At a social event, Jon met another dry cleaner who said he could save Jon almost 25 percent on his dry cleaning. But Jon wasn't interested in saving money; he was interested in impeccable and personalized service. Each of us wants to build a portfolio in which merchants feel the same about our service.
In the same thread on the MLS Forum, another member commented, "I applaud you for your ability to offer the same level of service for any type or size merchant, but ... in my experience this only works when you have anywhere between 100 to 400 merchants.
"When you get to the 1000s, the whole picture changes, and the profit picture gets blurry. However, this is exactly what I preach to my reps, who should only have a maximum of 350 merchants so they can provide the highest level of service. But for the ISO to do this for thousands of merchants is difficult at best."
We disagree. If your microbrand message is clear and cohesive - from your call center to risk management to the sales team in the field - any organization can offer scalable, world-class customer service.
When this cohesion fails, the blame rests on the shoulders of management. Pre-employee screening for temperament, sufficient initial training, ongoing training and management's personal involvement make good companies great.
As we approach the holidays in the worst economy since 1930, look for opportunities to polish your brand by giving back to the community. When people see you for who you are rather than what you sell, you will sell more.
Next month a bank president who is a good friend of ours will take off two weeks from work. He won't be going on vacation, but rather spending those weeks in service to the community. Yesterday, over lunch, we committed to volunteering together at the weekly dinner for the homeless in Fort Worth.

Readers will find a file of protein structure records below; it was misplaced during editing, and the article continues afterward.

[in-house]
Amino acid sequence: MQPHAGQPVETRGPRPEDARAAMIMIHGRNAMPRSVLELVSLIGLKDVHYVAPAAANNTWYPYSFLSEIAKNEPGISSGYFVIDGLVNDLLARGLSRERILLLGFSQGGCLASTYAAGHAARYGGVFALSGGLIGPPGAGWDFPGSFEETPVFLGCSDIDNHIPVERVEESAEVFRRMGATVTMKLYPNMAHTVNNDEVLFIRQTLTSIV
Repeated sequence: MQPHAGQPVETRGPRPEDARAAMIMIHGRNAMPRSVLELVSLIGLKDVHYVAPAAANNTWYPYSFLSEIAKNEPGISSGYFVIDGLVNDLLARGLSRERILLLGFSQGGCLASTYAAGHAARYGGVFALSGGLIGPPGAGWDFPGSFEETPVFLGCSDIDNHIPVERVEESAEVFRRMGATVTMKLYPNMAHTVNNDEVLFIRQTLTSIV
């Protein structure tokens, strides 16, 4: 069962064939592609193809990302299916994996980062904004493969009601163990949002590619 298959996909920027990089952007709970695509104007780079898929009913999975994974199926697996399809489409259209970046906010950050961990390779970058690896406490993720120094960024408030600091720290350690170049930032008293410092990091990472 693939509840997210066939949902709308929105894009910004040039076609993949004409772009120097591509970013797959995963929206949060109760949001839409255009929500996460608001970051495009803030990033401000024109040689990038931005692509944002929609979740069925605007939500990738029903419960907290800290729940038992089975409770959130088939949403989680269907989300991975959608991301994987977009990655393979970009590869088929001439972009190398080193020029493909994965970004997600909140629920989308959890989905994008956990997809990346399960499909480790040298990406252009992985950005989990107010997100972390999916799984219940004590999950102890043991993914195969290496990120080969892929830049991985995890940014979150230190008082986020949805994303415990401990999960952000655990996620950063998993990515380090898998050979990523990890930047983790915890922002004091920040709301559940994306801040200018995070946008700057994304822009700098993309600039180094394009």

Each of us has a talent or hobby about which we are passionate. Convert that talent or hobby into a microbrand asset. Perhaps you enjoy dancing, woodwork, automobile repair or computers.
Help out with youth, seniors or any program that needs those skills. The recipients of your help will remember your name and what you do.
Microbranding involves every touch point where a potential or existing customer receives a message. There is no better message than selflessness through volunteering.
Jon Perry and Vanessa Lang are the owners of 888QuikRate.com, an ISO based in Ft. Worth, Texas, that was named Small Business of the Year by the local newspaper, The Star Telegram. For more information, tweet them at http://twitter.com/dfwcard, comment on their blog at http://merchantservices.cc or visit their profile at http://linkedin.com/in/jonperry or http://linkedin.com/in/vanessalang. Alternatively, you can contact Jon and Vanessa by phone at 817-857-3557 or by e-mail at firstname.lastname@example.org or email@example.com.